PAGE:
By Edilberto F. Méndez
Chief Correspondent/Santo Domingo
According to historians, the origin of the recipe goes back to French presence on the island of Hispaniola (which that nation shares with Haiti) in the 18th century,introduced by Francois Delalande.
Delalande is said to have lived with his wife and children in northern Haiti, and there a mixed colored man asked for the hand of one of his daughters. Upon the father’s refusal, the above-mentioned man killed all his children, reason for which the family ran away from the site.
He first settled in Montecristi and later in Santo Domingo, where a Spaniard gave the Frenchman a plot of land, where hegrew beans with seeds from his country, which he served to guests sweetened, European style.
The rare dessert began to be prepared with vegetables that had been in Dominican soil from Pre-Columbian times and was assumed as its own by that nation.
There are variants depending on where they are made, for example, in Cibao and the capital red vegetables are used, and broad bean in the south.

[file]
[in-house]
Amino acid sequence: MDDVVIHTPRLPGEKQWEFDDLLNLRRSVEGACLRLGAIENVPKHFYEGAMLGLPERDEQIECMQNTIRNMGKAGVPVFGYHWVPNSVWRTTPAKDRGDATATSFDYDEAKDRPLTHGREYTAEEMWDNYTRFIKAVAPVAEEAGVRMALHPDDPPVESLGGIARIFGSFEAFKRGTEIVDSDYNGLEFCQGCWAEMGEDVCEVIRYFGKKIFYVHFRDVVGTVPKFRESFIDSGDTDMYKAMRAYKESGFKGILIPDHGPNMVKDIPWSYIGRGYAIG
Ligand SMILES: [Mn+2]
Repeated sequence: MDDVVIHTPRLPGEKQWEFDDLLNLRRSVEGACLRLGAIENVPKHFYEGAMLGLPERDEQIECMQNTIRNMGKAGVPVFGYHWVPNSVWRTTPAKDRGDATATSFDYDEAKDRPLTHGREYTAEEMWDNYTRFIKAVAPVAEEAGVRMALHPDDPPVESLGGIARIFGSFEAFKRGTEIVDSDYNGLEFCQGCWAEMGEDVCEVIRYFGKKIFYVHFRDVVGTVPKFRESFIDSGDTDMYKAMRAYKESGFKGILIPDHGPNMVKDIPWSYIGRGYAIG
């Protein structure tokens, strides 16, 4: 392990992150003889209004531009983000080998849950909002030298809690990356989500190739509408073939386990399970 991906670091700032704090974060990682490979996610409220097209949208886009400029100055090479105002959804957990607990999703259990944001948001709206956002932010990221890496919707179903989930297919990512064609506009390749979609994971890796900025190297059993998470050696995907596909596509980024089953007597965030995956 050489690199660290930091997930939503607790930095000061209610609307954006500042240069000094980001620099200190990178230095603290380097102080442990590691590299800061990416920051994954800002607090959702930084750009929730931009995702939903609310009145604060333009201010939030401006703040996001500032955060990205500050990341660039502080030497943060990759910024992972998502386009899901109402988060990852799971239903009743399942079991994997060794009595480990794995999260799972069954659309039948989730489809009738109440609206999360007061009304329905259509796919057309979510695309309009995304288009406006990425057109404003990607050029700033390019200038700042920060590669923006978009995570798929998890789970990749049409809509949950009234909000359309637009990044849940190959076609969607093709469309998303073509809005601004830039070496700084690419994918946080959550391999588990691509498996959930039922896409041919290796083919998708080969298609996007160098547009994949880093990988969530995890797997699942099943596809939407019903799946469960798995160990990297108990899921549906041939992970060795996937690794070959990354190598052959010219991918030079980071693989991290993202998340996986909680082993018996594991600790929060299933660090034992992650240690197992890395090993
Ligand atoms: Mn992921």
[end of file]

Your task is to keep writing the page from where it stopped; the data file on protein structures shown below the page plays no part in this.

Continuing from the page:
Supermarkets and traditional neighborhood bodegas-or “colmados” as they are usually known- offer ingredients of that recipe. There tradesmen explain, namely to foreigners, how to cook them, although throughout time the industrial version has prevailed.
However, Dominicans prefer the homemade technique, since it’s part of the rituals done during religious festivities at that time of the year.
Thus, they boil the beans in water with cinnamon, mix them in a blender, add a liter of cow milk, a bit of evaporated milk, coconut, a pound of sugar, clove, vanilla, and a bit of salt, and put them back in the stove until they are reduced and their color is intense and bright.
They are later served with raisins, sweep potato dices and “casabe” or milk cookies.
(Published in Orbe)